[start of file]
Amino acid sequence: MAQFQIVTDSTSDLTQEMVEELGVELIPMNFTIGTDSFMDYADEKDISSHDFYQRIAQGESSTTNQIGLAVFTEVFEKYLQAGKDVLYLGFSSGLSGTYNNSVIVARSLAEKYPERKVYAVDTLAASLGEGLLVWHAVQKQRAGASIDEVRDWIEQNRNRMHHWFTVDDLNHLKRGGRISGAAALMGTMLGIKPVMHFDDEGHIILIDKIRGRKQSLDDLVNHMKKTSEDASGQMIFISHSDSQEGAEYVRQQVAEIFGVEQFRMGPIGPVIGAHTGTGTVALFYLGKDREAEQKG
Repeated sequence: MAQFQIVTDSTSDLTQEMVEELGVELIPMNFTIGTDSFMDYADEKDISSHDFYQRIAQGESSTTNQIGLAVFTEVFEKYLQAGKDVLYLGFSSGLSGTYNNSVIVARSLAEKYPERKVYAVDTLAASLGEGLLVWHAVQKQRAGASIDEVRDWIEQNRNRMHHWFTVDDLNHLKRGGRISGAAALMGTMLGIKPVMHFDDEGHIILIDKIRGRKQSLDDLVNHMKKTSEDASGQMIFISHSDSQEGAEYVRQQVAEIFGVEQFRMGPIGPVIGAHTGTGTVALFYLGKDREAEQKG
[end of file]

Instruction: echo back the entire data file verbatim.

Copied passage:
Amino acid sequence: MAQFQIVTDSTSDLTQEMVEELGVELIPMNFTIGTDSFMDYADEKDISSHDFYQRIAQGESSTTNQIGLAVFTEVFEKYLQAGKDVLYLGFSSGLSGTYNNSVIVARSLAEKYPERKVYAVDTLAASLGEGLLVWHAVQKQRAGASIDEVRDWIEQNRNRMHHWFTVDDLNHLKRGGRISGAAALMGTMLGIKPVMHFDDEGHIILIDKIRGRKQSLDDLVNHMKKTSEDASGQMIFISHSDSQEGAEYVRQQVAEIFGVEQFRMGPIGPVIGAHTGTGTVALFYLGKDREAEQKG
Repeated sequence: MAQFQIVTDSTSDLTQEMVEELGVELIPMNFTIGTDSFMDYADEKDISSHDFYQRIAQGESSTTNQIGLAVFTEVFEKYLQAGKDVLYLGFSSGLSGTYNNSVIVARSLAEKYPERKVYAVDTLAASLGEGLLVWHAVQKQRAGASIDEVRDWIEQNRNRMHHWFTVDDLNHLKRGGRISGAAALMGTMLGIKPVMHFDDEGHIILIDKIRGRKQSLDDLVNHMKKTSEDASGQMIFISHSDSQEGAEYVRQQVAEIFGVEQFRMGPIGPVIGAHTGTGTVALFYLGKDREAEQKG